Largest ever: 50 eastern quolls released back into the wild on mainland Australia
The quolls have been returned in preparation for this year’s breeding season, in the hope that the quolls will go on to breed with an existing population of the endangered species released to the sanctuary. The organisation is confident that this year’s baby boom will be historic.
This release is the second undertaken by the organisation, but is hugely significant because of the sheer number that were released. The 50 quolls are the result of years of work to build the insurance population of the species.
The quolls are part of the organisation’s eastern quoll breeding program, and in turn part of the larger Tasmanian Quoll Conservation Program, which has successfully bred this vulnerable species in the Barrington Tops and now holds over 150 individuals, a number that grows with every breeding season.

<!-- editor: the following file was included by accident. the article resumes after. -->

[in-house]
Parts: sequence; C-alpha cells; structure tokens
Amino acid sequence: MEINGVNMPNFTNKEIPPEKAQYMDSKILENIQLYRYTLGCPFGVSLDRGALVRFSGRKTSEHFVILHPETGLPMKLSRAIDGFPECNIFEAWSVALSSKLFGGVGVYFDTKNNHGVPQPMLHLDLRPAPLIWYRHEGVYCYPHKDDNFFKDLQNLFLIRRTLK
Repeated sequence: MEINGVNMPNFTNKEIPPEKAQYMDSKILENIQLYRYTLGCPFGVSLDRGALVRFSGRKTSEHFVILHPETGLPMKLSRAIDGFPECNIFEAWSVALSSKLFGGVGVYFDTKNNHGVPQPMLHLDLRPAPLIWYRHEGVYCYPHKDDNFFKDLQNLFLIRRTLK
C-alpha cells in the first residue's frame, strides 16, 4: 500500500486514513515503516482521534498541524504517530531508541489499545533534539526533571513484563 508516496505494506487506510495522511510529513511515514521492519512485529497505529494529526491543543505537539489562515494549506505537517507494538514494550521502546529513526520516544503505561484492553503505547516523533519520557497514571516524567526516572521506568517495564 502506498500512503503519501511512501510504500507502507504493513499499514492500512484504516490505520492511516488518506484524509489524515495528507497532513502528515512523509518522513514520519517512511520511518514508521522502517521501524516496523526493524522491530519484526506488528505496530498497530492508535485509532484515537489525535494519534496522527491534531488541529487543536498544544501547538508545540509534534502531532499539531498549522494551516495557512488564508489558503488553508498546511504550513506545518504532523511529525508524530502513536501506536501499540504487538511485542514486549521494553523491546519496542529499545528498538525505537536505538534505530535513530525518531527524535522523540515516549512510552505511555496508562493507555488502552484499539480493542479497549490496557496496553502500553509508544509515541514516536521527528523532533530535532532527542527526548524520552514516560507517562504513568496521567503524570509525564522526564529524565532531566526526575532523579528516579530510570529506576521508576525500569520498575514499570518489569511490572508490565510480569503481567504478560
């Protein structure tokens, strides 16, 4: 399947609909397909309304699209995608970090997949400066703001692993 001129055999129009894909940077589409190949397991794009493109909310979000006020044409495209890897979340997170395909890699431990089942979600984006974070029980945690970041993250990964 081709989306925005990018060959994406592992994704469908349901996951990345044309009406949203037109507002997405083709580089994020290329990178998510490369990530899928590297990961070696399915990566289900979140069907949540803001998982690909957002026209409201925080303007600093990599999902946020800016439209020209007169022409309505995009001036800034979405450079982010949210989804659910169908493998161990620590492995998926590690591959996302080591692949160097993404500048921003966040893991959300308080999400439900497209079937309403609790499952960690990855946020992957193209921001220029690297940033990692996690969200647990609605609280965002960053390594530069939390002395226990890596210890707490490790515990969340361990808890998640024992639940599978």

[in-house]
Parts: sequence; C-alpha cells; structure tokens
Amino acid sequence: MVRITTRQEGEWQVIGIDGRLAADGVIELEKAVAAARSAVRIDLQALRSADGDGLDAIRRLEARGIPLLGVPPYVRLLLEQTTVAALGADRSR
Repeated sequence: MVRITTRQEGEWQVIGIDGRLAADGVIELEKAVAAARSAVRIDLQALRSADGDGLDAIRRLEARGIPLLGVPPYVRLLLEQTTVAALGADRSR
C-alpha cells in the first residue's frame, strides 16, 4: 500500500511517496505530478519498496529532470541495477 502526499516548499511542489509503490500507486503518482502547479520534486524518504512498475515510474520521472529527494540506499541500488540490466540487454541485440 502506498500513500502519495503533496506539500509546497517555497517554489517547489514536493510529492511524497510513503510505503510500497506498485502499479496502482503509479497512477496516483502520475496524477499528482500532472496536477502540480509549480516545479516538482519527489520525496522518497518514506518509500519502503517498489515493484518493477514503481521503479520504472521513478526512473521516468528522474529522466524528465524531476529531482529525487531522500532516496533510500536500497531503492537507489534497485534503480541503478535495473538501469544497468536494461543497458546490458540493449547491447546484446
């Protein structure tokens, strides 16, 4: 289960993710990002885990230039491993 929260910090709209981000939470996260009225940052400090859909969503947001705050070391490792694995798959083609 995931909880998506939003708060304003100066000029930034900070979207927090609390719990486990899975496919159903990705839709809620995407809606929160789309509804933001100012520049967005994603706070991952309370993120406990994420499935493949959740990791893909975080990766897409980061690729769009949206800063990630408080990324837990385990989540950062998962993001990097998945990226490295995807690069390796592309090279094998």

“Our goal has always been to bolster the eastern quoll species’ population, re-wild the Barrington Tops and stop their extinction,” says Dean Reid, Operations Manager of Aussie Ark. “The release of these 50 individuals is another step in this plan.
“We have released these quolls at the perfect time for them to find mates, meaning we should be able to get back out here in a couple of months and confirm breeding and the presence of joeys.”
The Barrington Wildlife Sanctuary has been managed by Aussie Ark to remove introduced feral foxes and cats, which are the number one killers of native wildlife in Australia. The sanctuary also undergoes intense fire- and weed-management activities, creating a pristine habitat for species, such as quolls, to survive, thrive and breed effectively.